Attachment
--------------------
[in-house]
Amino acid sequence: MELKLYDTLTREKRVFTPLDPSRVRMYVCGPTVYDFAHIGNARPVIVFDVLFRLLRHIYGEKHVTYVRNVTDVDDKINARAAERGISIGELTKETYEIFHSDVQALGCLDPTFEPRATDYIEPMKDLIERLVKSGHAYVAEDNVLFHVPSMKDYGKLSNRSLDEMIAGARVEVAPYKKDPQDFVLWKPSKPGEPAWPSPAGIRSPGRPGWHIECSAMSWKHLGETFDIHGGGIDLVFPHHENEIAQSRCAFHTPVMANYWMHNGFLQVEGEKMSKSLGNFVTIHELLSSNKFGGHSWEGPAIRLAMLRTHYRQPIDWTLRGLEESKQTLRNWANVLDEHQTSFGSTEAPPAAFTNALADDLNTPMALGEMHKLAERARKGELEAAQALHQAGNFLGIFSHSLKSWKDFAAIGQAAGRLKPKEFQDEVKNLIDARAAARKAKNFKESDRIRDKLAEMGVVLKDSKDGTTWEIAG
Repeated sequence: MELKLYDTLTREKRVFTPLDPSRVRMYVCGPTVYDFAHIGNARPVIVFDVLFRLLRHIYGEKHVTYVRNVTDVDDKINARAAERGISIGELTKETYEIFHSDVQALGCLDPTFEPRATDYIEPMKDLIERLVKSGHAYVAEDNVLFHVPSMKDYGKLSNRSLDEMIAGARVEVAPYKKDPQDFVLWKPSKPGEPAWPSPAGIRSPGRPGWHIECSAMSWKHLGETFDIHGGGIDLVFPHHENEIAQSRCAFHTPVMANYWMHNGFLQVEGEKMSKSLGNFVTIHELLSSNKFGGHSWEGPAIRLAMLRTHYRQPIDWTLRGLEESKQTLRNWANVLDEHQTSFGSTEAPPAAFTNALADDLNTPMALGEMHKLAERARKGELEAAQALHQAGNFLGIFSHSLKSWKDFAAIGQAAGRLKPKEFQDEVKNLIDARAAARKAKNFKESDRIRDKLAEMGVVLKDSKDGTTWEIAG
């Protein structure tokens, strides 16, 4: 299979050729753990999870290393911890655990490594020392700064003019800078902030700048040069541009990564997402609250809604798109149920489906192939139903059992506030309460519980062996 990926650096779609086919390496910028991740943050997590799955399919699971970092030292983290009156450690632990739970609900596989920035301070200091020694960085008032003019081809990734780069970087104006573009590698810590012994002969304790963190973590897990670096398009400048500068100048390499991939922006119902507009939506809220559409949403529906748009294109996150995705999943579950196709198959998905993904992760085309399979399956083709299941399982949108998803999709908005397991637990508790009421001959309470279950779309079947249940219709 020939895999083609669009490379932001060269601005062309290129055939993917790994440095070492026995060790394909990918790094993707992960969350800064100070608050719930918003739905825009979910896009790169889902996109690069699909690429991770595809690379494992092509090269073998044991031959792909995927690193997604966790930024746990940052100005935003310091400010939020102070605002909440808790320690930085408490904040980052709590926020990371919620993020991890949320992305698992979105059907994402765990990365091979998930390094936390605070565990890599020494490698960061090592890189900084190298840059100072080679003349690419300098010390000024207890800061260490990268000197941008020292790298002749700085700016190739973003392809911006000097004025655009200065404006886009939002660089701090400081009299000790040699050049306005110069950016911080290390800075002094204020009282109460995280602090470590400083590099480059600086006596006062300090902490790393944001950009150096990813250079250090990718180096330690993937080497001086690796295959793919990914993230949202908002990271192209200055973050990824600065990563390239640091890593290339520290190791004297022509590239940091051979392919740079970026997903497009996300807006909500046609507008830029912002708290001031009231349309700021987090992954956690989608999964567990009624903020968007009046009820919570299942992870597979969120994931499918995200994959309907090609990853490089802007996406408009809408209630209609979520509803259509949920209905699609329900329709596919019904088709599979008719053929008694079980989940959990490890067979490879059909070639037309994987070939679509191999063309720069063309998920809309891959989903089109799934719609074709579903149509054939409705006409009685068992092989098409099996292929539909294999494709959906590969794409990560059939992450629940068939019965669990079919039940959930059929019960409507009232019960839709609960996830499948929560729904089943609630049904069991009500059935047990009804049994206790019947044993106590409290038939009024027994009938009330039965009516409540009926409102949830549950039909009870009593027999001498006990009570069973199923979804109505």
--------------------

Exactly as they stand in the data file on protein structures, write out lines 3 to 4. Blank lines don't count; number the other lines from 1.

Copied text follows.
Repeated sequence: MELKLYDTLTREKRVFTPLDPSRVRMYVCGPTVYDFAHIGNARPVIVFDVLFRLLRHIYGEKHVTYVRNVTDVDDKINARAAERGISIGELTKETYEIFHSDVQALGCLDPTFEPRATDYIEPMKDLIERLVKSGHAYVAEDNVLFHVPSMKDYGKLSNRSLDEMIAGARVEVAPYKKDPQDFVLWKPSKPGEPAWPSPAGIRSPGRPGWHIECSAMSWKHLGETFDIHGGGIDLVFPHHENEIAQSRCAFHTPVMANYWMHNGFLQVEGEKMSKSLGNFVTIHELLSSNKFGGHSWEGPAIRLAMLRTHYRQPIDWTLRGLEESKQTLRNWANVLDEHQTSFGSTEAPPAAFTNALADDLNTPMALGEMHKLAERARKGELEAAQALHQAGNFLGIFSHSLKSWKDFAAIGQAAGRLKPKEFQDEVKNLIDARAAARKAKNFKESDRIRDKLAEMGVVLKDSKDGTTWEIAG
């Protein structure tokens, strides 16, 4: 299979050729753990999870290393911890655990490594020392700064003019800078902030700048040069541009990564997402609250809604798109149920489906192939139903059992506030309460519980062996 990926650096779609086919390496910028991740943050997590799955399919699971970092030292983290009156450690632990739970609900596989920035301070200091020694960085008032003019081809990734780069970087104006573009590698810590012994002969304790963190973590897990670096398009400048500068100048390499991939922006119902507009939506809220559409949403529906748009294109996150995705999943579950196709198959998905993904992760085309399979399956083709299941399982949108998803999709908005397991637990508790009421001959309470279950779309079947249940219709 020939895999083609669009490379932001060269601005062309290129055939993917790994440095070492026995060790394909990918790094993707992960969350800064100070608050719930918003739905825009979910896009790169889902996109690069699909690429991770595809690379494992092509090269073998044991031959792909995927690193997604966790930024746990940052100005935003310091400010939020102070605002909440808790320690930085408490904040980052709590926020990371919620993020991890949320992305698992979105059907994402765990990365091979998930390094936390605070565990890599020494490698960061090592890189900084190298840059100072080679003349690419300098010390000024207890800061260490990268000197941008020292790298002749700085700016190739973003392809911006000097004025655009200065404006886009939002660089701090400081009299000790040699050049306005110069950016911080290390800075002094204020009282109460995280602090470590400083590099480059600086006596006062300090902490790393944001950009150096990813250079250090990718180096330690993937080497001086690796295959793919990914993230949202908002990271192209200055973050990824600065990563390239640091890593290339520290190791004297022509590239940091051979392919740079970026997903497009996300807006909500046609507008830029912002708290001031009231349309700021987090992954956690989608999964567990009624903020968007009046009820919570299942992870597979969120994931499918995200994959309907090609990853490089802007996406408009809408209630209609979520509803259509949920209905699609329900329709596919019904088709599979008719053929008694079980989940959990490890067979490879059909070639037309994987070939679509191999063309720069063309998920809309891959989903089109799934719609074709579903149509054939409705006409009685068992092989098409099996292929539909294999494709959906590969794409990560059939992450629940068939019965669990079919039940959930059929019960409507009232019960839709609960996830499948929560729904089943609630049904069991009500059935047990009804049994206790019947044993106590409290038939009024027994009938009330039965009516409540009926409102949830549950039909009870009593027999001498006990009570069973199923979804109505």